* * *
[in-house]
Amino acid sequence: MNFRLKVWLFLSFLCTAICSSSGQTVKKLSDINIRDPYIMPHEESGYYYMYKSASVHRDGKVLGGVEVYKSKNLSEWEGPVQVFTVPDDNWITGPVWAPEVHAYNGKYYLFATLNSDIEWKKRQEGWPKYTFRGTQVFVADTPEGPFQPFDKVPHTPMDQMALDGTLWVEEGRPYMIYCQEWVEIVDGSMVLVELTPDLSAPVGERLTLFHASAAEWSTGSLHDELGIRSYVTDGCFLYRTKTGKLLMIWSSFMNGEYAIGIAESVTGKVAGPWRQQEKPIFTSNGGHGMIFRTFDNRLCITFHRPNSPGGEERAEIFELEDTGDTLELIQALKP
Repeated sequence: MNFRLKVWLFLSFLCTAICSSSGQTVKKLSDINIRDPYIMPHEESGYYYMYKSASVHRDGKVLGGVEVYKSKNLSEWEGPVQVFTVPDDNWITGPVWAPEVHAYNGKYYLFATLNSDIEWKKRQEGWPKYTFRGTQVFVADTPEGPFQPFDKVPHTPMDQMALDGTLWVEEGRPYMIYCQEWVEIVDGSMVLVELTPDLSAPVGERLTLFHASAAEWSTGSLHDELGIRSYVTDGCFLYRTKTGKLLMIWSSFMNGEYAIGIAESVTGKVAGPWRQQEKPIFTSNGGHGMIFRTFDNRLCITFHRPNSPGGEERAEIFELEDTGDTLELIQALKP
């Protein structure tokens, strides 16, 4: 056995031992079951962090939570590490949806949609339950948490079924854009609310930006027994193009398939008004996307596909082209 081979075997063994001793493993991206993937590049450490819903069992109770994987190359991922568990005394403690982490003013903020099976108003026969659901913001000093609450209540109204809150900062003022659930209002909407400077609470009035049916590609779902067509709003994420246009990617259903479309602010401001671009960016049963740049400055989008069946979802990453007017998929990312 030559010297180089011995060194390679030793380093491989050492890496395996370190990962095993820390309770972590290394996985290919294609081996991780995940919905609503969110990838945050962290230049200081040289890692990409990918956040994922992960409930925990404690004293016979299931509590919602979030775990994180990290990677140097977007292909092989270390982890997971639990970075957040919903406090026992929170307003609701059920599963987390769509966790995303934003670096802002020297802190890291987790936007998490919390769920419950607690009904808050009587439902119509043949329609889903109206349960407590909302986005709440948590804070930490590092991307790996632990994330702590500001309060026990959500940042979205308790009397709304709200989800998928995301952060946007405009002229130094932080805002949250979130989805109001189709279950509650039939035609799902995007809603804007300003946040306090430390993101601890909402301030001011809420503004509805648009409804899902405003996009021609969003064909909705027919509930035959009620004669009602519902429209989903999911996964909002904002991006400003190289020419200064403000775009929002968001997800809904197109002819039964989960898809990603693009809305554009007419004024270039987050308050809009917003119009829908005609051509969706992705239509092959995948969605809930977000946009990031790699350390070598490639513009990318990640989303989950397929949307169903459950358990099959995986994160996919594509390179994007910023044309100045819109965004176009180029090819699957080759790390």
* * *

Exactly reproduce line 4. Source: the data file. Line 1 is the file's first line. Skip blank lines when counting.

């Protein structure tokens, strides 16, 4: 056995031992079951962090939570590490949806949609339950948490079924854009609310930006027994193009398939008004996307596909082209 081979075997063994001793493993991206993937590049450490819903069992109770994987190359991922568990005394403690982490003013903020099976108003026969659901913001000093609450209540109204809150900062003022659930209002909407400077609470009035049916590609779902067509709003994420246009990617259903479309602010401001671009960016049963740049400055989008069946979802990453007017998929990312 030559010297180089011995060194390679030793380093491989050492890496395996370190990962095993820390309770972590290394996985290919294609081996991780995940919905609503969110990838945050962290230049200081040289890692990409990918956040994922992960409930925990404690004293016979299931509590919602979030775990994180990290990677140097977007292909092989270390982890997971639990970075957040919903406090026992929170307003609701059920599963987390769509966790995303934003670096802002020297802190890291987790936007998490919390769920419950607690009904808050009587439902119509043949329609889903109206349960407590909302986005709440948590804070930490590092991307790996632990994330702590500001309060026990959500940042979205308790009397709304709200989800998928995301952060946007405009002229130094932080805002949250979130989805109001189709279950509650039939035609799902995007809603804007300003946040306090430390993101601890909402301030001011809420503004509805648009409804899902405003996009021609969003064909909705027919509930035959009620004669009602519902429209989903999911996964909002904002991006400003190289020419200064403000775009929002968001997800809904197109002819039964989960898809990603693009809305554009007419004024270039987050308050809009917003119009829908005609051509969706992705239509092959995948969605809930977000946009990031790699350390070598490639513009990318990640989303989950397929949307169903459950358990099959995986994160996919594509390179994007910023044309100045819109965004176009180029090819699957080759790390």